Trends: Hollywood Adopts Inclusion Riders

Michael B. Jordan (Mashable)

Michael B. Jordan (Mashable)

Many people only learned of the term “inclusion rider” when actress Frances McDormand mentioned it during her acceptance speech for the Best Actress Oscar at this year’s Oscars ceremony. Curiosity about the term was so high that Merriam-Webster later reported via Twitter that “inclusion” was the dictionary’s most-searched term during the Oscars ceremony. (“Rider” came in fourth.)

(For those who haven’t yet heard, an inclusion rider is a clause in an actor’s contact that states that the hiring for positions on set must be inclusive. This clause can also be called an equity rider. The rider was invented by Stacy L. Smith, professor at University of Southern California’s Annenberg School for Communication and Journalism along with lawyer Kalpana Kotagal. If you’re curious about what an inclusion rider looks like, here’s an inclusion rider template.)

Following the concept’s wave of exposure, others in Hollywood are making a commitment to inclusiveness in their projects official with the rider. “Black Panther” actor Michael B. Jordan announced that his production company Outlier Society Productions would adopt the inclusion rider for its projects. Jordan is the first major actor to adopt the rider following McDormand’s Oscars speech. Actors Ben Affleck and Matt Damon have also announced that their joint production company Pearl Street Films will also adopt an inclusion rider.

I certainly hope others take up this cause to the point that we no longer need inclusion riders.

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International Women’s Day 2018: By The Numbers

International Women's Day 2018 (Code Pink)

International Women’s Day 2018 (Code Pink)

Today is International Women’s Day! Here are some fun facts appropriate for the day (and for the purposes of this blog) to dazzle your friends, with sources hyperlinked:

  • “Women love sex just as much as men. In a recent survey, three quarters of the females polled said they wanted to romp at least three times a week.”
  • Women now make up over half of college graduates at 58%. And it’s had an effect: “This increased percentage of educated women has been directly tied to economic growth worldwide — and faster economic growth at that.”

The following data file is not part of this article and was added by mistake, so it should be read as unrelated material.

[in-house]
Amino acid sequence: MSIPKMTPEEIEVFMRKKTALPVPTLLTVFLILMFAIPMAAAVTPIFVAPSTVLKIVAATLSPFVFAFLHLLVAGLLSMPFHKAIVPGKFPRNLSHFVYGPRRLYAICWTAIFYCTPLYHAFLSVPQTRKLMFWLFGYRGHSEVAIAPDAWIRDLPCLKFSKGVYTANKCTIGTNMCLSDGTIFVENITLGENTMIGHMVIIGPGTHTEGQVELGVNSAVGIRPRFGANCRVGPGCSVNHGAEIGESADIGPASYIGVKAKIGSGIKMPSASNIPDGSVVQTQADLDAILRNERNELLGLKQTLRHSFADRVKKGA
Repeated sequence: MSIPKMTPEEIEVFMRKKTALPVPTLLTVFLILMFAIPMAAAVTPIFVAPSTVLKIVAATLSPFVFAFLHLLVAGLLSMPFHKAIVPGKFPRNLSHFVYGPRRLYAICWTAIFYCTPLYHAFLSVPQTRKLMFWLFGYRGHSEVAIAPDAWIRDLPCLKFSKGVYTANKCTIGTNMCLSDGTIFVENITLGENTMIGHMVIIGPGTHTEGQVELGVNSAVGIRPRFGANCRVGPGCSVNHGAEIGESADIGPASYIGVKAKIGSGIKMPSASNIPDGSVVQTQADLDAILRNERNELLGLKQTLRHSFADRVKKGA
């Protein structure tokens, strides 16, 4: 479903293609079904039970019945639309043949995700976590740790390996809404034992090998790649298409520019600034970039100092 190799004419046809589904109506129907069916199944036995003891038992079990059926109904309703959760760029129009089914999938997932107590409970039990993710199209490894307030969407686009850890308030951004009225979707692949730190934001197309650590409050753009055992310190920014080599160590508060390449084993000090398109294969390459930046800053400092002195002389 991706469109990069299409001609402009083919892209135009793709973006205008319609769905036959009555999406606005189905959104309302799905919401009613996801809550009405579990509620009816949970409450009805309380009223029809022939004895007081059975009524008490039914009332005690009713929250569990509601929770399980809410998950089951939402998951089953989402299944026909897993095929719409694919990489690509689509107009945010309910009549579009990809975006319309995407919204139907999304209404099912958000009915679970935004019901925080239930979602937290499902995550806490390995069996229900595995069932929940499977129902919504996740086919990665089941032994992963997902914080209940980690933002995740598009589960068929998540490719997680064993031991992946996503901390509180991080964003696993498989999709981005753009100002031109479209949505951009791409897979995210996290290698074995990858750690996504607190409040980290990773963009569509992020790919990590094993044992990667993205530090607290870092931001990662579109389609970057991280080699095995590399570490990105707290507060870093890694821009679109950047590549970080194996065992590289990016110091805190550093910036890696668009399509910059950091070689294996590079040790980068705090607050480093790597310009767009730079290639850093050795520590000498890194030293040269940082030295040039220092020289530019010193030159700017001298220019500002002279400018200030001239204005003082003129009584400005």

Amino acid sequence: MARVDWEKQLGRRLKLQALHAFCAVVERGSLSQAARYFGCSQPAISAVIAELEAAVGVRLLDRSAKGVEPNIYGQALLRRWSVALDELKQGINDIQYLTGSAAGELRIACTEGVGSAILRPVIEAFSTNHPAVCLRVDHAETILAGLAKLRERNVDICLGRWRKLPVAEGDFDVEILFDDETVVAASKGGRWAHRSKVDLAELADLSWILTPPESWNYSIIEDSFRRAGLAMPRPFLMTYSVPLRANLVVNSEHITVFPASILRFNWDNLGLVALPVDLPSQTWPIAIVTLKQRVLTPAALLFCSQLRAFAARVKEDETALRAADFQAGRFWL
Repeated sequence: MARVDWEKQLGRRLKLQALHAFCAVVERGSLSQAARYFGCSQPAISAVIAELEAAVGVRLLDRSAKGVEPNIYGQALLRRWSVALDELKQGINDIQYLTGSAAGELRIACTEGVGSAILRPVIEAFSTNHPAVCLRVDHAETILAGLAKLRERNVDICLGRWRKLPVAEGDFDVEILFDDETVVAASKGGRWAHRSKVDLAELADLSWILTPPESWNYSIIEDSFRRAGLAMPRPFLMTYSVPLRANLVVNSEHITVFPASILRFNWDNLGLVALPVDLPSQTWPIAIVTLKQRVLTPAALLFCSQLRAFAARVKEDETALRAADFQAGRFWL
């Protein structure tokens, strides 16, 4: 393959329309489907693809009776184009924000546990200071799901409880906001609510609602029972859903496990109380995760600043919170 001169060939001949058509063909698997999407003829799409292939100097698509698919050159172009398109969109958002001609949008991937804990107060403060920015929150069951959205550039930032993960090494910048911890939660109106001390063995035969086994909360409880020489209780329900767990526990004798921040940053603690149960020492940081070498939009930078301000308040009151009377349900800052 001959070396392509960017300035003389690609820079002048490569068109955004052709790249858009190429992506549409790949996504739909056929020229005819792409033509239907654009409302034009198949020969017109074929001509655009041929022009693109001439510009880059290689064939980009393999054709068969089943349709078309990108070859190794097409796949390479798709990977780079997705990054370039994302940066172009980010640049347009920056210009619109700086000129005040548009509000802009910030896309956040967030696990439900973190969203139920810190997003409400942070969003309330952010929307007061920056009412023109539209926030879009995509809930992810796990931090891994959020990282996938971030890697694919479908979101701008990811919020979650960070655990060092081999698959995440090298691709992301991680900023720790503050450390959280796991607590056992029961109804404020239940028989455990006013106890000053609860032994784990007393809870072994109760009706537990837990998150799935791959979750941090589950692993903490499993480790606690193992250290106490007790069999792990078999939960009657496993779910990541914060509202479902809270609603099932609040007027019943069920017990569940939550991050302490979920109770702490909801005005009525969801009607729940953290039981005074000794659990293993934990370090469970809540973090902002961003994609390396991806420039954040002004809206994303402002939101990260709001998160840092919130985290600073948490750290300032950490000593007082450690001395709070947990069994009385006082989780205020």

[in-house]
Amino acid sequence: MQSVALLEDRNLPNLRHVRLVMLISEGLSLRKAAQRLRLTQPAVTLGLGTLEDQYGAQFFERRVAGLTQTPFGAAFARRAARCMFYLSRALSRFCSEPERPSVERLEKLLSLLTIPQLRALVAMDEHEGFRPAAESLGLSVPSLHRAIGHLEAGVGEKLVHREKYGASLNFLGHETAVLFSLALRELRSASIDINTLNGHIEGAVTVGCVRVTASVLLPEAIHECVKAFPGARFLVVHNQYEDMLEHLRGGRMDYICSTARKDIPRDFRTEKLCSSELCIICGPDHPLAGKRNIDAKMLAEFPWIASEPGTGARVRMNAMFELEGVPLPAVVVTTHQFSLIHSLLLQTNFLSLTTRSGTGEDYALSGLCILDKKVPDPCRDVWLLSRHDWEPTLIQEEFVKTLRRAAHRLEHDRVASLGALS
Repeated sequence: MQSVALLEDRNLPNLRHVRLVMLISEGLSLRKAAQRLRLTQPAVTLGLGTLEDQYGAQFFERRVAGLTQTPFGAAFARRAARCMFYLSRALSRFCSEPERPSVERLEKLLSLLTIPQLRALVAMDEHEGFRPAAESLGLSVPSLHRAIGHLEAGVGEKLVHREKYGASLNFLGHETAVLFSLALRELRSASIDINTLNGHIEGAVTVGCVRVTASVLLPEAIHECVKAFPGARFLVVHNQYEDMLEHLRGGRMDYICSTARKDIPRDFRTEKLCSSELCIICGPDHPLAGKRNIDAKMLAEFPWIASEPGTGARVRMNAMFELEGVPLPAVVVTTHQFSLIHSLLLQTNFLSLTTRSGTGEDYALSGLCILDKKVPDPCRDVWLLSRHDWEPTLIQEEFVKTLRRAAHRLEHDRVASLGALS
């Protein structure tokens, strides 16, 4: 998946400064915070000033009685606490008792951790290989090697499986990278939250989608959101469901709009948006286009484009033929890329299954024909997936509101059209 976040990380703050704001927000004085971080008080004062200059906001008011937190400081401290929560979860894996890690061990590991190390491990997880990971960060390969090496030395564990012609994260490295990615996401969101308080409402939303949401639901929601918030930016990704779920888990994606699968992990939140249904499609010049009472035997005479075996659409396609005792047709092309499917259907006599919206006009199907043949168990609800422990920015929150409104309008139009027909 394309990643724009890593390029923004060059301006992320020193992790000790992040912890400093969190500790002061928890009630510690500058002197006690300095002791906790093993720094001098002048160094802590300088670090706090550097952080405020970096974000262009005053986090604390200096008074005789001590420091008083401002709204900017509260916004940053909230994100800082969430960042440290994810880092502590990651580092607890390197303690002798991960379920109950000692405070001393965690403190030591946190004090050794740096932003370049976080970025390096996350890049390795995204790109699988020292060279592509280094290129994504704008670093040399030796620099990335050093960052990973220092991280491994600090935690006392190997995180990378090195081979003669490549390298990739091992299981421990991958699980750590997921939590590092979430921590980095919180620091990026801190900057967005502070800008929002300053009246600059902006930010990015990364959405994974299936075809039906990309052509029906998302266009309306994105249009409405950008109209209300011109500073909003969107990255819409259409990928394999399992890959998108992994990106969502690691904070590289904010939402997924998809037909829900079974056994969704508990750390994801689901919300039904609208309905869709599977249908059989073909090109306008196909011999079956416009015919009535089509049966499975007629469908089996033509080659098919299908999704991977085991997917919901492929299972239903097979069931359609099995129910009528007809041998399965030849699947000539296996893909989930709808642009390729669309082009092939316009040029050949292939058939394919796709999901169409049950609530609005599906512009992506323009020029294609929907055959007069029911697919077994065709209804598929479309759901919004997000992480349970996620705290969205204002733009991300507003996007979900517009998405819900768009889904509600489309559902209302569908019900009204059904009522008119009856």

• Curious about how the wage gap‘s looking? “In 2016, women working full time in the United States typically were paid just 80 percent of what men were paid.”
  • 80% of women directors made only 1 film between 2007 to 2016.
  • Only 17% of start-ups had a female founder in 2017.
  • This year’s theme is “#pressforprogress — a push for gender parity nationwide.”

And these are just the tip of the iceberg. There are lots more interesting facts out there. Now go out and spread the word that change needs to happen!!

Women in Entertainment: 80% of Women Directors Made Only 1 Movie Within 10 Years

Ava DuVernay directing 'A Wrinkle in Time' (Movieweb)

Ava DuVernay directing ‘A Wrinkle in Time’ (Movieweb)

The entertainment industry has made it clear that it’s a man’s world. And now we have data to back it up.

The Annenberg School for Communication and Journalism at University of Southern California (USC) put out a study last year through their Media, Diversity & Social Change initiative. The study, titled “Inclusion in the Director’s Chair?,” examined the gender, race and age of directors for the top-grossing 1,000 movies from 2007 to 2016.

Among the interesting findings was the revelation that 80% of women directors made just one film within the 10-year timeframe. This counted them as “one and done.” By contrast, only 54%+ men directed only one film during the same length of time.

The study also called out gender ratios: Across the 1,000 films examined, there were 1,114 directors. (The study did not define if this number was for unique – i.e. only occurring once in the list – directors or not.) The male-to-female director ratio was 24:1.

Across the 1,114 total directors, there were only 35 (!) unique female directors across the stated timeframe. (Ava DuVernay, pictured above, was one of those 35.) That’s 3% of all the directors surveyed. That’s pretty bad!!

Clearly, we have a long way to go before we achieve parity behind the camera.